That is indeed my biggest problem with the Senate Vs. House. It could also be behind the hipster boom in metropolis areas. Lord knows they've taken over Williamsburg...


TheWhiteknife wrote:

ah ok, i getcha now.

Edit- but is that not still in keeping with the original intent? Look at PA or NY. Large metropolitan areas while most of the rest of the state's geography is rural. In the Senate, its mostly the metropoli that decides who gets in, with the rural voters under-represented. In the House, they at least get a voice. I agree that gerrymandering is wrong (Look at the shapes of some districts, they dont even try to hide tht theyre gerrymandering.), but Im not convinced that the Senate gives you the ultimate snapshot of the beliefs of the population of a given state. But, yes, the Senate is a better representation of the overall population of a state, just as it always was supposed to be. They're just voted on instead of selected now. Its one of the failings of democracy. that 51% of the people can over-ride the other 49%.

Rural voters are under-represented in what sense? That there's more rural land so they have less representation per square mile? Geography is irrelevant. If there are more metropolitan citizens than rural ones, then the metropolitan ones have more sway but the same representation.

And actually, overall rural voters are heavily over-represented in the Senate. Each state gets 2 Senators, regardless of population. The states with the lower populations tend to be more rural, so rural voters have a larger chunk of their Senator.
Each Wyoming Senator represents 284K people. Each Californian Senator represents almost 19 million.
This has a lot to do with the Senate's problems. Given Republican dominance in rural areas, they have far more influence than the population they represent. Combine that with the filibuster and Senators representing a small minority of the country can cause gridlock.


Pathfinder Adventure Path Subscriber
thejeff wrote:
TheWhiteknife wrote:

ah ok, i getcha now.

Edit- but is that not still in keeping with the original intent? Look at PA or NY. Large metropolitan areas while most of the rest of the state's geography is rural. In the Senate, its mostly the metropoli that decides who gets in, with the rural voters under-represented. In the House, they at least get a voice. I agree that gerrymandering is wrong (Look at the shapes of some districts, they dont even try to hide tht theyre gerrymandering.), but Im not convinced that the Senate gives you the ultimate snapshot of the beliefs of the population of a given state. But, yes, the Senate is a better representation of the overall population of a state, just as it always was supposed to be. They're just voted on instead of selected now. Its one of the failings of democracy. that 51% of the people can over-ride the other 49%.

Rural voters are under-represented in what sense? That there's more rural land so they have less representation per square mile? Geography is irrelevant. If there are more metropolitan citizens than rural ones, then the metropolitan ones have more sway but the same representation.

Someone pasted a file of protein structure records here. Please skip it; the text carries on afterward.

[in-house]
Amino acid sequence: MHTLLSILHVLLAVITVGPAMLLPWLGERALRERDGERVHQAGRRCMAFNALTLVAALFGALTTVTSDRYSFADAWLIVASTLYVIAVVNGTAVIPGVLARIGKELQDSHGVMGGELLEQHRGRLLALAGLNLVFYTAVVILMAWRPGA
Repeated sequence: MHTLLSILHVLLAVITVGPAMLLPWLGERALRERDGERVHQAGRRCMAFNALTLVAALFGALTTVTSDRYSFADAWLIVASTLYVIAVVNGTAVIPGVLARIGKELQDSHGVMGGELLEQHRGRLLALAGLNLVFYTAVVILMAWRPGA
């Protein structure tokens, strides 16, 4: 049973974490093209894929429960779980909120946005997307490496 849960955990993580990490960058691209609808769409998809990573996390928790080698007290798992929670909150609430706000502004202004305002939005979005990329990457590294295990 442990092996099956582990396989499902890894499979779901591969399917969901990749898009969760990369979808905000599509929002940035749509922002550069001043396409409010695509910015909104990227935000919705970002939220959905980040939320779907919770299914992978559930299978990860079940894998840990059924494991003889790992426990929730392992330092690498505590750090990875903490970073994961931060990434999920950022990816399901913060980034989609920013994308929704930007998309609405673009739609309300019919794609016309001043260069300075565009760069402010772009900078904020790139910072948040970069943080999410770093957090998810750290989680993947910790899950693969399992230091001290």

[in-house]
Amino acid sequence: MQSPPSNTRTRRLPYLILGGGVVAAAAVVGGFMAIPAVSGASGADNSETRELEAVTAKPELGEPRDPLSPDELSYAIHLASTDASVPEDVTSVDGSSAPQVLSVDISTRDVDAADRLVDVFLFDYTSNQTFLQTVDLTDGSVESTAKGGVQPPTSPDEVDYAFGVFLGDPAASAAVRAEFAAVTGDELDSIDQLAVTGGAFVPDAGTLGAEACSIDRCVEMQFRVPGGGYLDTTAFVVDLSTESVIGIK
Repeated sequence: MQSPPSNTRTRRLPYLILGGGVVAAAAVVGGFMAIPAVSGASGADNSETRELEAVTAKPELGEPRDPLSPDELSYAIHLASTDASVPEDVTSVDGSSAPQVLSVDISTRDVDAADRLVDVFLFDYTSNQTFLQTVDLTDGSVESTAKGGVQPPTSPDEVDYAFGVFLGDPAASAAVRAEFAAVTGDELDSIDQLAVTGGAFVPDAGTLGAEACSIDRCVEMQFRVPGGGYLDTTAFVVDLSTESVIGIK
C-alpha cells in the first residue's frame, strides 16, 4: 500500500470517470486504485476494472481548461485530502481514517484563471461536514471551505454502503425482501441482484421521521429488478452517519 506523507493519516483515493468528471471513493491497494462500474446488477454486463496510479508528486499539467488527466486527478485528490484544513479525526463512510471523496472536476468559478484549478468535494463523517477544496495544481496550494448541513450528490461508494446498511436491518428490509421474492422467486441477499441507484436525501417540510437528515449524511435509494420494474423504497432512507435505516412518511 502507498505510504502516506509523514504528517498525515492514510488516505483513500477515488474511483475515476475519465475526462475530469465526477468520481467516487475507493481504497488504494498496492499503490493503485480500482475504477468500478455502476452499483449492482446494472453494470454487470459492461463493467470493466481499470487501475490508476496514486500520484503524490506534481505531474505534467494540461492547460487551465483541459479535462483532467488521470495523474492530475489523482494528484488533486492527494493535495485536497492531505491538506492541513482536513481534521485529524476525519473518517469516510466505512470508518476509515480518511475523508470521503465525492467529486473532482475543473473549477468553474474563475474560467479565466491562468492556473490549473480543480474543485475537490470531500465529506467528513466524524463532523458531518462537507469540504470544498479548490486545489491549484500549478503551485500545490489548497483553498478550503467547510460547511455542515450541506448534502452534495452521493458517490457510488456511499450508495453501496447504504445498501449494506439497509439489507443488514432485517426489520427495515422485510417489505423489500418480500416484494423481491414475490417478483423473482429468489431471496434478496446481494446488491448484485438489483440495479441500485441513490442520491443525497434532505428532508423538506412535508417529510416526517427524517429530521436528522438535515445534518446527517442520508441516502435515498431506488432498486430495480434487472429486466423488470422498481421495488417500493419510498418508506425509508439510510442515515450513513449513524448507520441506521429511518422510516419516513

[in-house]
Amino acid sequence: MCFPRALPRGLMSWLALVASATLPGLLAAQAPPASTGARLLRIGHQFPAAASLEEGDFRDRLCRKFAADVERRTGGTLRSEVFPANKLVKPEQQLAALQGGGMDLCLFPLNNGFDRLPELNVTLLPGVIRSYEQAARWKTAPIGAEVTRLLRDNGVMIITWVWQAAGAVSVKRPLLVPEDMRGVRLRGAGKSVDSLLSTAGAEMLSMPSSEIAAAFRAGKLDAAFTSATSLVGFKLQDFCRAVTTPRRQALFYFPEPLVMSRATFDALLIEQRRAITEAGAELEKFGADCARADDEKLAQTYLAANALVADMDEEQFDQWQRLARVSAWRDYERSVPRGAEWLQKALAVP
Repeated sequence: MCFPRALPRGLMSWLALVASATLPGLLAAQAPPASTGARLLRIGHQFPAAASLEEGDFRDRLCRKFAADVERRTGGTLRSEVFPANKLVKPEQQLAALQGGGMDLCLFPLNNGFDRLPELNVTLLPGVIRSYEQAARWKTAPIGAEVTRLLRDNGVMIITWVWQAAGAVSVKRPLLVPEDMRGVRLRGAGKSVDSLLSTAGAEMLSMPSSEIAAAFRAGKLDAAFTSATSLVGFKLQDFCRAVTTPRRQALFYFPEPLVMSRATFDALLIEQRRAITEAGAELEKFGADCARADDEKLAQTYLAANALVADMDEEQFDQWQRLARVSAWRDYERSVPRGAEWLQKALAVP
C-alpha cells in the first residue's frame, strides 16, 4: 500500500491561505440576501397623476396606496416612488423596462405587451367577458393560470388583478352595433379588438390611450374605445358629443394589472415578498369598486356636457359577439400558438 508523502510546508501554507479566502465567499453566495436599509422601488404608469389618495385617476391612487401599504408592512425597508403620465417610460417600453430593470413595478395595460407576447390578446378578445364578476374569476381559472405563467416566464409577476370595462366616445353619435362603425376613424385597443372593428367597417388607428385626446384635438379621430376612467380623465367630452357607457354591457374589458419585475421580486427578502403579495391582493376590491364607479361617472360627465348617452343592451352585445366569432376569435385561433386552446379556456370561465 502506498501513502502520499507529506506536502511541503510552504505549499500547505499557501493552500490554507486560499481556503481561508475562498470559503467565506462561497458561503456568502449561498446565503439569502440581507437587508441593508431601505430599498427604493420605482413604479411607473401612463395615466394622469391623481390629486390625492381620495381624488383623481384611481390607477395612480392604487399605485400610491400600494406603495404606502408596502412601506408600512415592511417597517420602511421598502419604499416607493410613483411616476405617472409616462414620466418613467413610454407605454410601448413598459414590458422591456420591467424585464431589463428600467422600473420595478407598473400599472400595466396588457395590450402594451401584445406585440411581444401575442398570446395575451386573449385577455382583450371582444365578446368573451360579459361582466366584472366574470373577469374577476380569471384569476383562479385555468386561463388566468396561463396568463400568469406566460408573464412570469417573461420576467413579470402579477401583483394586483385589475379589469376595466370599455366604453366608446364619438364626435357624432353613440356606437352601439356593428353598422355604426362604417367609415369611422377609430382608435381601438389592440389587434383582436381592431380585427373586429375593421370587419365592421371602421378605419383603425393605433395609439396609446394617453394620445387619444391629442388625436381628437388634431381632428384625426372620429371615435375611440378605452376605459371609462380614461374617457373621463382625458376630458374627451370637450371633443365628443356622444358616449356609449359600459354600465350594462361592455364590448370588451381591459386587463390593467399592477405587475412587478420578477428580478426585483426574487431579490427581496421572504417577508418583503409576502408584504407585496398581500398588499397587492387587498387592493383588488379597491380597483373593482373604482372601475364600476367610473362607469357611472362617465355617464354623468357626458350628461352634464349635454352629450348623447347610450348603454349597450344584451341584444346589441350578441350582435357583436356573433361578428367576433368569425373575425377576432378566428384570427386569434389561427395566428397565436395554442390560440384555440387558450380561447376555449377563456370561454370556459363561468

And actually, overall rural voters are heavily over-represented in the Senate. Each state gets 2 Senators, regardless of population. The states with the lower populations tend to be more rural, so rural voters have a larger chunk of their Senator.
Each Wyoming Senator represents 284K people. Each Californian Senator represents almost 19 million.
This has a lot to do with the Senate's problems. Given Republican dominance in rural areas, they have far more influence than the population they represent. Combine that with the filibuster and Senators representing a small minority of the country can cause gridlock.

In the words of many software developers, "That's not a bug, it's a feature!"


Pathfinder Roleplaying Game Subscriber
thunderspirit wrote:
thejeff wrote:
TheWhiteknife wrote:

ah ok, i getcha now.

Edit- but is that not still in keeping with the original intent? Look at PA or NY. Large metropolitan areas while most of the rest of the state's geography is rural. In the Senate, its mostly the metropoli that decides who gets in, with the rural voters under-represented. In the House, they at least get a voice. I agree that gerrymandering is wrong (Look at the shapes of some districts, they dont even try to hide tht theyre gerrymandering.), but Im not convinced that the Senate gives you the ultimate snapshot of the beliefs of the population of a given state. But, yes, the Senate is a better representation of the overall population of a state, just as it always was supposed to be. They're just voted on instead of selected now. Its one of the failings of democracy. that 51% of the people can over-ride the other 49%.

Rural voters are under-represented in what sense? That there's more rural land so they have less representation per square mile? Geography is irrelevant. If there are more metropolitan citizens than rural ones, then the metropolitan ones have more sway but the same representation.

And actually, overall rural voters are heavily over-represented in the Senate. Each state gets 2 Senators, regardless of population. The states with the lower populations tend to be more rural, so rural voters have a larger chunk of their Senator.
Each Wyoming Senator represents 284K people. Each Californian Senator represents almost 19 million.
This has a lot to do with the Senate's problems. Given Republican dominance in rural areas, they have far more influence than the population they represent. Combine that with the filibuster and Senators representing a small minority of the country can cause gridlock.